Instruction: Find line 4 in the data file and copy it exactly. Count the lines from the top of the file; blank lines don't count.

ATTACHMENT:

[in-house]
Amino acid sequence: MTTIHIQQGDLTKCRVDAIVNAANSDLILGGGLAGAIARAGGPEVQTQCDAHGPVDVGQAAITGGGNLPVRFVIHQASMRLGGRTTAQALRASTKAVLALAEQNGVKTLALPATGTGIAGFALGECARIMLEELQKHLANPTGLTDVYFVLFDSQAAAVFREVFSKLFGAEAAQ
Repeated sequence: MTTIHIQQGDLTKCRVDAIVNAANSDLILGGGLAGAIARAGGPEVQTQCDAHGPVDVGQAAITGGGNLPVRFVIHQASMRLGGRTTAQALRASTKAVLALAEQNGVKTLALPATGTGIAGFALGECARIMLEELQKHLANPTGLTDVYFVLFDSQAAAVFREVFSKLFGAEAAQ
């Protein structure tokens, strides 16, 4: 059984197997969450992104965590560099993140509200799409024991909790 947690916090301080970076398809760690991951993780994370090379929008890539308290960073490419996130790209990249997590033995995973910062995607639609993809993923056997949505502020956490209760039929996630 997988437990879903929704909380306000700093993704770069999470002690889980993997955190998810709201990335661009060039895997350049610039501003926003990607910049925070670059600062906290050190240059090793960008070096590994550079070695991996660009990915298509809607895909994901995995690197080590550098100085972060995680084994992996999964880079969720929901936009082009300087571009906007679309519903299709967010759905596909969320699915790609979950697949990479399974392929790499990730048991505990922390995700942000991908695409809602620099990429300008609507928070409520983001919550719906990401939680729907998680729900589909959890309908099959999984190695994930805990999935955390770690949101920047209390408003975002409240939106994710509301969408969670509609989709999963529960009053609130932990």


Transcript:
């Protein structure tokens, strides 16, 4: 059984197997969450992104965590560099993140509200799409024991909790 947690916090301080970076398809760690991951993780994370090379929008890539308290960073490419996130790209990249997590033995995973910062995607639609993809993923056997949505502020956490209760039929996630 997988437990879903929704909380306000700093993704770069999470002690889980993997955190998810709201990335661009060039895997350049610039501003926003990607910049925070670059600062906290050190240059090793960008070096590994550079070695991996660009990915298509809607895909994901995995690197080590550098100085972060995680084994992996999964880079969720929901936009082009300087571009906007679309519903299709967010759905596909969320699915790609979950697949990479399974392929790499990730048991505990922390995700942000991908695409809602620099990429300008609507928070409520983001919550719906990401939680729907998680729900589909959890309908099959999984190695994930805990999935955390770690949101920047209390408003975002409240939106994710509301969408969670509609989709999963529960009053609130932990």